One of the most promising therapeutic strategies for spinal cord injury is weight-supported treadmill training. This rehabilitation therapy seeks to re-train the spinal cord circuitry below the level of injury to participate in functional locomotion. The mammalian spinal cord, humans included, contains complex neuronal circuitry that participates in the generation of the repeating pattern of motor activity (step-cycle) associated with normal over-ground locomotion. Both animal and human studies have demonstrated that moving the hindlimbs to mimic normal walking, usually on a treadmill with rehabilitation assistants, can lead to improved hindlimb locomotor function. However, the treadmill speed that is used is very slow compared to normal walking and much of the body weight of the animal or patient must be supported externally. Consequently, relatively few step-cycles are generated during a re-training session, certainly far fewer than normal walking. We hypothesized that a re-training strategy that allowed for many more step-cycles to be completed would be more effective and that re-training the locomotor circuitry would be much more successful. Some of the components that are thought to be important for the re-training process include step-cycle number, cutaneous feedback from the foot, limb position, and weight-bearing feedback from the leg. How each of these individual components contribute to successful rehabilitation, and the physiological and cellular mechanisms underlying the re-training process are not known. We have devised a strategy to use buoyancy during swimming to provide weight-support which allows for high numbers of step-cycles to be completed during a rehabilitation session. We have also incorporated a simple approach to provide phasic cutaneous feedback during swimming and partial limb-loading (weight- bearing) during walking in shallow water. We hope to uncover what relative contributions step-cycle number and frequency, cutaneous feedback and limb-loading make to the overall success of a locomotor rehabilitation strategy. In addition, we will begin to look at the mechanisms of rehabilitation associated plasticity using a custom made array to detect changes in mRNA levels in spinal cord tissue following different training protocols.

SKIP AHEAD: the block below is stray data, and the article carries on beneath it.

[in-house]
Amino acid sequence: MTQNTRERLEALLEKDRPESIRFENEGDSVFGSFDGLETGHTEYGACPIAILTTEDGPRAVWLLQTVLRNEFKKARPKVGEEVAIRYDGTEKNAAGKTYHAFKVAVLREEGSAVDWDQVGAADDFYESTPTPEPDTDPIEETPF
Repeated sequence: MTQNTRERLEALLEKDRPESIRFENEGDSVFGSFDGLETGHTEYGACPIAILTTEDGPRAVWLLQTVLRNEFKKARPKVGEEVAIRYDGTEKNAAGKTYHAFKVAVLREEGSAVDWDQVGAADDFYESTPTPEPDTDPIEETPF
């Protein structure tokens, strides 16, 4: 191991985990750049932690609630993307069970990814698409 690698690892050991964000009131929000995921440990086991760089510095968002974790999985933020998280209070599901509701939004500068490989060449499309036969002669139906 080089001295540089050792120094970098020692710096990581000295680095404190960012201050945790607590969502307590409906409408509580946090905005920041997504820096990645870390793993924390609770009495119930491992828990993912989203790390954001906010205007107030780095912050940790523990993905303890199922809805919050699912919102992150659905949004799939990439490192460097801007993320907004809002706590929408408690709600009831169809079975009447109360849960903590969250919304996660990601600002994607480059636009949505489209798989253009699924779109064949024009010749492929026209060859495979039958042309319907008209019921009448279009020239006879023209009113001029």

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National Institute of Neurological Disorders and Stroke (NINDS)
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Clinical Neuroplasticity and Neurotransmitters Study Section (CNNT)
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Kleitman, Naomi
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University of Louisville
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